Before the beams came out of the green house, we took out the floor they held up, and the floorboards went into a pile in Chuck, where they were in the way all summer long.
These boards came out of Maggie’s old room and the roadside bedroom, where there were holes framed in (and covered over) for an old staircase and a chimney. I sifted through the piles a few times, and it was apparent that I had a variety of boards on my hands. Thick and thin. Light and dark. Knotty and clear. All of them had 5 or 6 coats of floor paint on one face, and none on the other, and large and small nails everywhere. Deep down, though, they were really nice boards: long, wide and flat, and really, really old.
The idea was to use them for the master bedroom floor, but I knew it wasn’t going to happen for a long, long time. I scraped off the big chunks of dried crud and de-nailed about half of them onto the lawn, but lost interest and skipped the rest. In the fall, I moved the whole pile into the new basement, where they could be dry – and still be in the way.
All winter long, while I plowed through other projects, the pile of boards was in the way, and every time I had to work around them, I’d look them over and wonder if it was a big enough pile to do the whole room. With all the ragged edges and and irregularities, it was impossible to add up the area, but I’d eyeball the pile and tell myself that it looked about right. Not that it mattered, because there are no more boards to be had anyway, and if I ran out, then I’d deal with it somehow. What I did know was: this is going to be a lot of work.
But not for a long long time, and meanwhile, my enormous shop filled up with piles. Piles of floorboards. A pile of beams. Trim wood piles. Door wood piles. An offcut pile. A dozen assembled cabinets. Plus all the boxes, benches, and tools that actually belong in the shop. Sometimes, I feel guilty that I’ve indulged myself with such a spacious shop, and I tell myself that the best way to justify it is to bite off a project so big that I need a shop this size to get it done. This house is just such a project. And just about the time I ran out of space, I started finishing up ‘other projects,’ and the piles began to disappear. And eventually, I looked at that pile of floorboards, and it wasn’t in the way.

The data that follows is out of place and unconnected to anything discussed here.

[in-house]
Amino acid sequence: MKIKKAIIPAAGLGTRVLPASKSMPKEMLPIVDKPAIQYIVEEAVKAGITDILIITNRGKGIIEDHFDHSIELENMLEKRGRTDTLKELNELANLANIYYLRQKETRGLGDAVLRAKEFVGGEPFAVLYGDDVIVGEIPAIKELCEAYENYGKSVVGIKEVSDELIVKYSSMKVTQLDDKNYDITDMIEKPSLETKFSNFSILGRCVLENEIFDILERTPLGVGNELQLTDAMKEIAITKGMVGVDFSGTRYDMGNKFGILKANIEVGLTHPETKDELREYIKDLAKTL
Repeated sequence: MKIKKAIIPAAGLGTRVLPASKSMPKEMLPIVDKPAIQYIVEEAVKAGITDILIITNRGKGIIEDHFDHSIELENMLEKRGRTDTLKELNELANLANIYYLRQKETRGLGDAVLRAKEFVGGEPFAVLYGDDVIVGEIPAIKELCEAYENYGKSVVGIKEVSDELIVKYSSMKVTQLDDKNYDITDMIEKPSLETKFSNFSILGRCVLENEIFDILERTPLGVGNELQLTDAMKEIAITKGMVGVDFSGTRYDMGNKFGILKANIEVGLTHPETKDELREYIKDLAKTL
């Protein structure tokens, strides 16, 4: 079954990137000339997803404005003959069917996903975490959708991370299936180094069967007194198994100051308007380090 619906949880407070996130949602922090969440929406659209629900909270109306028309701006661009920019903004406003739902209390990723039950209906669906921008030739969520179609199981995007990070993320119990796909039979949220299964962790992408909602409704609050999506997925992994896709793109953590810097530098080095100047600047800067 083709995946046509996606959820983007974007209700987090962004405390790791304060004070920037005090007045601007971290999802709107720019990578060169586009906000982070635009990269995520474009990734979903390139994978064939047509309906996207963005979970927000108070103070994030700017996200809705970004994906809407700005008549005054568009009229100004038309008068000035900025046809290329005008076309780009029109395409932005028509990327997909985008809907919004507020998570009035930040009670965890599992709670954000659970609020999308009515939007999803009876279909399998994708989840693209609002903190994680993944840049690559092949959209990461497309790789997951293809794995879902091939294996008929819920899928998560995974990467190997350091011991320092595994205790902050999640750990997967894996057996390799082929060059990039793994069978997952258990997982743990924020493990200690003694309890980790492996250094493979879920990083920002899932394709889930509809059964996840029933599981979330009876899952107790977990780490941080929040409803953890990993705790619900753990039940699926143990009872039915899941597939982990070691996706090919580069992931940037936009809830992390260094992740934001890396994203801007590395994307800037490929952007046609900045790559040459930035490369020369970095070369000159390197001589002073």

It was time to get started.
(I took lots of photos of this project, but can’t seem to find them. Damn!)
So I finished de-nailing the pile and ran them through the planer.
It overheated, so I gave it a rest. I lightened the cut and it bogged down and stalled.
The blades were dull. Shot, in fact. The other set of blades were sharp, so I put them in and 15 minutes later, they were dull. Shot.
OK, so I was 10% done, and I was out of planer blades. There’s a place in Newport where I can get them sharpened, but it costs money and takes 3 days and, at that rate, I wouldn’t be done for a long, long time. It turned out that my grinder can sharpen a 16″ blade, though, and by the time I got all the boards planed down, I’d sharpened them a dozen times, and was pretty good at it.